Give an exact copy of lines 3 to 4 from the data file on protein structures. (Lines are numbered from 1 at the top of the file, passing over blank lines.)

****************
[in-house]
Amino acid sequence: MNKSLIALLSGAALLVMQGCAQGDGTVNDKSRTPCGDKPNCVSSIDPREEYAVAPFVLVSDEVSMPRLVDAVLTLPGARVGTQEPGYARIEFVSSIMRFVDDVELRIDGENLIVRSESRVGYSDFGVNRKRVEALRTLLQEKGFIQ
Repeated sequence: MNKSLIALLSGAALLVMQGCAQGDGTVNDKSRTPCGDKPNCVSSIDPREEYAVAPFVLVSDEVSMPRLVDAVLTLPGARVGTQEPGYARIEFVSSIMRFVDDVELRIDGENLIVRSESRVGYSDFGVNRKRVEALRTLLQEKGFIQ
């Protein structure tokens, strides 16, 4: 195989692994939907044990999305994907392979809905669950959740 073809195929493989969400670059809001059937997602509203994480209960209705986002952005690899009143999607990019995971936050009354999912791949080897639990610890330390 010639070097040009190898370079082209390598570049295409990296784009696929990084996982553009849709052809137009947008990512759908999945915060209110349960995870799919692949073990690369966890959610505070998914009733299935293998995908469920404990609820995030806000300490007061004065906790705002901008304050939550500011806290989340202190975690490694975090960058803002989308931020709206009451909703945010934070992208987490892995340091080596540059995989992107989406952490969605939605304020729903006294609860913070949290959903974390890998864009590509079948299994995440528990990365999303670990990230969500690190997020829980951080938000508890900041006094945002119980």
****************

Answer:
Repeated sequence: MNKSLIALLSGAALLVMQGCAQGDGTVNDKSRTPCGDKPNCVSSIDPREEYAVAPFVLVSDEVSMPRLVDAVLTLPGARVGTQEPGYARIEFVSSIMRFVDDVELRIDGENLIVRSESRVGYSDFGVNRKRVEALRTLLQEKGFIQ
């Protein structure tokens, strides 16, 4: 195989692994939907044990999305994907392979809905669950959740 073809195929493989969400670059809001059937997602509203994480209960209705986002952005690899009143999607990019995971936050009354999912791949080897639990610890330390 010639070097040009190898370079082209390598570049295409990296784009696929990084996982553009849709052809137009947008990512759908999945915060209110349960995870799919692949073990690369966890959610505070998914009733299935293998995908469920404990609820995030806000300490007061004065906790705002901008304050939550500011806290989340202190975690490694975090960058803002989308931020709206009451909703945010934070992208987490892995340091080596540059995989992107989406952490969605939605304020729903006294609860913070949290959903974390890998864009590509079948299994995440528990990365999303670990990230969500690190997020829980951080938000508890900041006094945002119980």